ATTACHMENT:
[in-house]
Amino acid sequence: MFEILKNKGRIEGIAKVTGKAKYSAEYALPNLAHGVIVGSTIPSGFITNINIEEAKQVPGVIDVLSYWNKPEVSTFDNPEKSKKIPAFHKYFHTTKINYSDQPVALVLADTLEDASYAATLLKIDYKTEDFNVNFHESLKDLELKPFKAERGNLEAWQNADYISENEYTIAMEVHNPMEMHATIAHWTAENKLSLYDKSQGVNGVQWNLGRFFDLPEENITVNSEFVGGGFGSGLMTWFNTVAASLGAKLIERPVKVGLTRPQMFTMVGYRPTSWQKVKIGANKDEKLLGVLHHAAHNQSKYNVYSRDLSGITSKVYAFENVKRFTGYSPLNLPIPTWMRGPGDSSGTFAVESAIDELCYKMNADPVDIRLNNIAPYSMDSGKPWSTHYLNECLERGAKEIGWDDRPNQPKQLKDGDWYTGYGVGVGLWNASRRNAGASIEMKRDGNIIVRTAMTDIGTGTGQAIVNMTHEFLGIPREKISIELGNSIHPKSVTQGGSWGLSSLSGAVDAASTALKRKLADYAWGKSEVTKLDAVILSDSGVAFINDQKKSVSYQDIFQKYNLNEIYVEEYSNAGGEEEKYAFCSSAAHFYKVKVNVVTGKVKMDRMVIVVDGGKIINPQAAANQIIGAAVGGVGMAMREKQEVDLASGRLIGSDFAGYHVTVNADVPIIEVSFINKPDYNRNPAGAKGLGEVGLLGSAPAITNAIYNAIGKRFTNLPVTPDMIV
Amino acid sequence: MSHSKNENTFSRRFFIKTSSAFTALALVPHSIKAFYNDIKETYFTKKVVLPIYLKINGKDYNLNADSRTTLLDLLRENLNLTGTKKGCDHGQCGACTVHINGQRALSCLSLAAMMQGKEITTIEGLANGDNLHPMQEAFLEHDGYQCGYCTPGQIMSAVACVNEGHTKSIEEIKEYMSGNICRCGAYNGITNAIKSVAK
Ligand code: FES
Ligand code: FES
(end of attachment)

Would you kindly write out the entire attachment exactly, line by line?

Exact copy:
[in-house]
Amino acid sequence: MFEILKNKGRIEGIAKVTGKAKYSAEYALPNLAHGVIVGSTIPSGFITNINIEEAKQVPGVIDVLSYWNKPEVSTFDNPEKSKKIPAFHKYFHTTKINYSDQPVALVLADTLEDASYAATLLKIDYKTEDFNVNFHESLKDLELKPFKAERGNLEAWQNADYISENEYTIAMEVHNPMEMHATIAHWTAENKLSLYDKSQGVNGVQWNLGRFFDLPEENITVNSEFVGGGFGSGLMTWFNTVAASLGAKLIERPVKVGLTRPQMFTMVGYRPTSWQKVKIGANKDEKLLGVLHHAAHNQSKYNVYSRDLSGITSKVYAFENVKRFTGYSPLNLPIPTWMRGPGDSSGTFAVESAIDELCYKMNADPVDIRLNNIAPYSMDSGKPWSTHYLNECLERGAKEIGWDDRPNQPKQLKDGDWYTGYGVGVGLWNASRRNAGASIEMKRDGNIIVRTAMTDIGTGTGQAIVNMTHEFLGIPREKISIELGNSIHPKSVTQGGSWGLSSLSGAVDAASTALKRKLADYAWGKSEVTKLDAVILSDSGVAFINDQKKSVSYQDIFQKYNLNEIYVEEYSNAGGEEEKYAFCSSAAHFYKVKVNVVTGKVKMDRMVIVVDGGKIINPQAAANQIIGAAVGGVGMAMREKQEVDLASGRLIGSDFAGYHVTVNADVPIIEVSFINKPDYNRNPAGAKGLGEVGLLGSAPAITNAIYNAIGKRFTNLPVTPDMIV
Amino acid sequence: MSHSKNENTFSRRFFIKTSSAFTALALVPHSIKAFYNDIKETYFTKKVVLPIYLKINGKDYNLNADSRTTLLDLLRENLNLTGTKKGCDHGQCGACTVHINGQRALSCLSLAAMMQGKEITTIEGLANGDNLHPMQEAFLEHDGYQCGYCTPGQIMSAVACVNEGHTKSIEEIKEYMSGNICRCGAYNGITNAIKSVAK
Ligand code: FES
Ligand code: FES